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Servant Leadership: What Kind of Boss Do You Want To Be?

Who was your best boss? I'll go first. The best boss I ever had was also my mentor. She gave clear goals and intentions behind every dream she shared. She was not overbearing and did not micromanage. Instead, she gave me room to grow, ask questions, and even make mistakes. She had embraced every request and suggestion as if I was equal in position. She showed me everything she knew and did not hold back. She was approachable and she knew my job in and out. She asked for feedback and gave it just the same. She was the best boss I could have asked for. The best gift she gave me was the insight into the kind of boss I wanted to be and the first look into a true servant leader.

But first, let's start from the beginning! The term 'servant-leader' was crafted by Robert K. Greenleaf, and popularized in 1970. This theory was coined only after Greenleaf read the book Journey to the East, where the main character, a servant, disappeared from work and the rest of the works fell to pieces. Showing that the main character was in fact the leader of these servants. This made Greenleaf see that leaders are made in circumstances where they work alongside others to get the job done. According to SHRM, this made Greenleaf try out his theory while working as an executive at AT&T, and it has been taking off like wildfire.


There are ten characteristics of a servant leader as outlined by Larry C. Spears. Spears was the president and CEO of the Robert K. Greenleaf Center for Servant-Leadership from 1990-2007. Today, you can visit the website to learn more about the foundation and programs. The non-profit offers many courses, one being the Foundations of Servant Leadership. Below is how Spears identifies these characteristics.


Listening - The ability to truly and attentively listen to your team and your inner voice.


Empathy - This practice of understanding and sharing the feelings of others.


Healing - The ability to heal relationships with others (for yourself and other parties).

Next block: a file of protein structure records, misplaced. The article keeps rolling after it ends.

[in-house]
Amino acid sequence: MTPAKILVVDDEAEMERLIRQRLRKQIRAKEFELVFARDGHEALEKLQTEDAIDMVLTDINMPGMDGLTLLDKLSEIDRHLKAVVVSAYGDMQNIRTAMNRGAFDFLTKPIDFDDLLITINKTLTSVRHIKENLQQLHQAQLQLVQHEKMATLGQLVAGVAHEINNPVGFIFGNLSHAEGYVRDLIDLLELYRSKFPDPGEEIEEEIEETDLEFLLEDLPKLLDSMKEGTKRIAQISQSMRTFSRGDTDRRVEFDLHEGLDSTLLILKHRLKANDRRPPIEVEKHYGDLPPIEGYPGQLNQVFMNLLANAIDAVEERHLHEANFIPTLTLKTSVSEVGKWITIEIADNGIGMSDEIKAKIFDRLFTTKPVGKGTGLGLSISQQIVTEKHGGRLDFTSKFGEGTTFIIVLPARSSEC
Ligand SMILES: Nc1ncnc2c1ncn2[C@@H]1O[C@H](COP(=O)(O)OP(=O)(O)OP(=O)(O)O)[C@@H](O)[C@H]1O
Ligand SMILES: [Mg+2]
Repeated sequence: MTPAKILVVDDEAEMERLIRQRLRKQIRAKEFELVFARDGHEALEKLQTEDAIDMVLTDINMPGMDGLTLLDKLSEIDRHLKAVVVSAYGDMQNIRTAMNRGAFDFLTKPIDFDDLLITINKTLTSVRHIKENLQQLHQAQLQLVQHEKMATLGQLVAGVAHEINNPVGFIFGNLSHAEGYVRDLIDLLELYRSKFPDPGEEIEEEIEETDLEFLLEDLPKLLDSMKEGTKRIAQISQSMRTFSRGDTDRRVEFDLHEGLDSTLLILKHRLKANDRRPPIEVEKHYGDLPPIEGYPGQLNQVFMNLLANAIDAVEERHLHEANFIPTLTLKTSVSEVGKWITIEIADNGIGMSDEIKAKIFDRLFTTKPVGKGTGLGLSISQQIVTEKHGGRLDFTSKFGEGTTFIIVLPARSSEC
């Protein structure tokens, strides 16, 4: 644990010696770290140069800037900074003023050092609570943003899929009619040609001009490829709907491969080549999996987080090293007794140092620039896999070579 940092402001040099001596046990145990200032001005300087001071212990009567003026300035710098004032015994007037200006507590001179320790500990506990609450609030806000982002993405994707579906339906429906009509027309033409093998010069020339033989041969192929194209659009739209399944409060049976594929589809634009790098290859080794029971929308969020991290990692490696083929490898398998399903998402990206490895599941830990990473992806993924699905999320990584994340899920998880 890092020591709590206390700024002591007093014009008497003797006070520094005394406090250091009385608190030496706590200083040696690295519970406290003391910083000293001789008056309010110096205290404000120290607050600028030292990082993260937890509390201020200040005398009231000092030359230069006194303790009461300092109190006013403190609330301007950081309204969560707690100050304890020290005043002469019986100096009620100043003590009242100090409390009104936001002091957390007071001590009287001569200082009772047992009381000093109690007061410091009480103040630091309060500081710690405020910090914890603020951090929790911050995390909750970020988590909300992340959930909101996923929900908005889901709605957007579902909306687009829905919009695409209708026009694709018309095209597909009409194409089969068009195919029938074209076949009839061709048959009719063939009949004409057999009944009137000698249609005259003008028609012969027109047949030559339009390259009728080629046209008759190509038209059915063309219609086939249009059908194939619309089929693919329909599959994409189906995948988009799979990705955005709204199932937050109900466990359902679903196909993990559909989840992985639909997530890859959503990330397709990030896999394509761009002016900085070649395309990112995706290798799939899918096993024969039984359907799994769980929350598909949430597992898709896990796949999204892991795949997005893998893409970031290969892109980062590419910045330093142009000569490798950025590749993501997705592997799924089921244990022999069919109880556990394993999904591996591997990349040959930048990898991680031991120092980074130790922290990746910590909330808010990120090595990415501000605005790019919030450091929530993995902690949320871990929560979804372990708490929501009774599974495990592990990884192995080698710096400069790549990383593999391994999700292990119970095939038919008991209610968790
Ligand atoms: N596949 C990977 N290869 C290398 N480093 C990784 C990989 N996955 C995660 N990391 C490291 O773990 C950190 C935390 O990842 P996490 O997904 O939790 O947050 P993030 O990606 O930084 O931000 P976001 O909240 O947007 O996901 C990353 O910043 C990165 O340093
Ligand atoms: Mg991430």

Awareness - Having the ability to be aware of your impact. Understanding your power as a leader and now allowing it to impact the relationship.


Persuasion - The ability to convince rather than coerce compliance. The complete opposite of an authoritarian.


Conceptualization - The ability to think outside the box and at the bigger picture. Not only focusing on the day-to-day operations but the grander scheme.


Foresight - The ability to use intuition in decision-making. This practice evaluates the past, present, and future outcomes.


Stewardship - The commitment to serving the needs of others.


Growth of Others - The commitment to truly helping others grow. You would never hear a servant leader say, "They are out for my job".


Building Community - The ability to build a community like family, even at work.


When I think of my best boss, I think of all of these characteristics. And I have tried my best to carry these into my leadership style and practice the art of training my clients in the theory of servant leadership.


A great example of a servant leader is that CFO or business owner or COO who is in the trenches with their team. They are side by side, rolling up their sleeves, and pulling just as hard if not harder than the rest of the team. They are the first to say, "I don't know, but let's figure it out". They don't cower to their ego. They stand for their team in the face of adversity and conflict. They are the first to invite new ideas and encourage collaboration. They are the leader other leaders turn to. You get the picture.

"Servent-leader ship is all about making the goals clear and then rolling your sleeves up and doing whatever it takes to help people win. In that situation, they don't work for you, you work for them." - Ken Blanchard

So, can you describe your best boss? If you are having a hard time defining the characteristics of your best boss, be better than your best boss. Think, what kind of boss do I want to be? And build from there. Maybe you strive to be a servant leader. If you do, there is an opportunity for you at the Greenleaf Center for Servant Leadership.

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